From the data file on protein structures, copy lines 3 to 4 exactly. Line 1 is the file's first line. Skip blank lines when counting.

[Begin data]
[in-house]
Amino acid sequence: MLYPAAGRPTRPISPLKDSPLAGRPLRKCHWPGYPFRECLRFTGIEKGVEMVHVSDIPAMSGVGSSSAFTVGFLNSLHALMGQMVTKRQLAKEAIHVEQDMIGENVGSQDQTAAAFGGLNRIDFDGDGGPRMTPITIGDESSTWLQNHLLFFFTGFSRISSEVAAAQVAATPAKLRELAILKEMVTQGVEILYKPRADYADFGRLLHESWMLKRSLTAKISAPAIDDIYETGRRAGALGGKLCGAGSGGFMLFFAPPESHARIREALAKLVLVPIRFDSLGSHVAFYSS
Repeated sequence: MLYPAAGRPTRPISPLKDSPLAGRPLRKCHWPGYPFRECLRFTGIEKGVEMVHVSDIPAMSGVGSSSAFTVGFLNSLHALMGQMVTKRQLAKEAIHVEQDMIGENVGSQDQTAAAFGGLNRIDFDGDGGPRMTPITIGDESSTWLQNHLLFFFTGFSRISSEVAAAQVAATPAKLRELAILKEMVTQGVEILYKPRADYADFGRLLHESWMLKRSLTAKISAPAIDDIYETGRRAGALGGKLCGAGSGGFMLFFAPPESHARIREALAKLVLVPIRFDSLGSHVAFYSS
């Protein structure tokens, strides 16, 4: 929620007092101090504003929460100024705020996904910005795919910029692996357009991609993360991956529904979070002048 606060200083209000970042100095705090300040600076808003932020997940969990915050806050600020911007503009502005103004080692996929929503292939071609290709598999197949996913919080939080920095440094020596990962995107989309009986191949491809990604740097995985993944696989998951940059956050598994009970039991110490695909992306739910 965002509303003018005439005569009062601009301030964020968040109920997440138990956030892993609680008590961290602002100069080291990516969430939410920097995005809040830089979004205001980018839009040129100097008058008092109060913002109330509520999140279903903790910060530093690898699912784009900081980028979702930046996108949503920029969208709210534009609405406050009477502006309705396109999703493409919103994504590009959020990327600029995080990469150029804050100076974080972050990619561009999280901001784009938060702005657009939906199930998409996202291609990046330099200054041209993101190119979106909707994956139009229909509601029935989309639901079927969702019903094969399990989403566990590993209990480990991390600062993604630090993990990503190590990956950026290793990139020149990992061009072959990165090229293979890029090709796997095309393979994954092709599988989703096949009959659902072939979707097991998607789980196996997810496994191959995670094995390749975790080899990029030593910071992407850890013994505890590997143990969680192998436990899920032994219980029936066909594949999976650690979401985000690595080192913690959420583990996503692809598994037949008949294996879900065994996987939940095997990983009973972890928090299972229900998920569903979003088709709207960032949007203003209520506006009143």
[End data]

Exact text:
Repeated sequence: MLYPAAGRPTRPISPLKDSPLAGRPLRKCHWPGYPFRECLRFTGIEKGVEMVHVSDIPAMSGVGSSSAFTVGFLNSLHALMGQMVTKRQLAKEAIHVEQDMIGENVGSQDQTAAAFGGLNRIDFDGDGGPRMTPITIGDESSTWLQNHLLFFFTGFSRISSEVAAAQVAATPAKLRELAILKEMVTQGVEILYKPRADYADFGRLLHESWMLKRSLTAKISAPAIDDIYETGRRAGALGGKLCGAGSGGFMLFFAPPESHARIREALAKLVLVPIRFDSLGSHVAFYSS
């Protein structure tokens, strides 16, 4: 929620007092101090504003929460100024705020996904910005795919910029692996357009991609993360991956529904979070002048 606060200083209000970042100095705090300040600076808003932020997940969990915050806050600020911007503009502005103004080692996929929503292939071609290709598999197949996913919080939080920095440094020596990962995107989309009986191949491809990604740097995985993944696989998951940059956050598994009970039991110490695909992306739910 965002509303003018005439005569009062601009301030964020968040109920997440138990956030892993609680008590961290602002100069080291990516969430939410920097995005809040830089979004205001980018839009040129100097008058008092109060913002109330509520999140279903903790910060530093690898699912784009900081980028979702930046996108949503920029969208709210534009609405406050009477502006309705396109999703493409919103994504590009959020990327600029995080990469150029804050100076974080972050990619561009999280901001784009938060702005657009939906199930998409996202291609990046330099200054041209993101190119979106909707994956139009229909509601029935989309639901079927969702019903094969399990989403566990590993209990480990991390600062993604630090993990990503190590990956950026290793990139020149990992061009072959990165090229293979890029090709796997095309393979994954092709599988989703096949009959659902072939979707097991998607789980196996997810496994191959995670094995390749975790080899990029030593910071992407850890013994505890590997143990969680192998436990899920032994219980029936066909594949999976650690979401985000690595080192913690959420583990996503692809598994037949008949294996879900065994996987939940095997990983009973972890928090299972229900998920569903979003088709709207960032949007203003209520506006009143």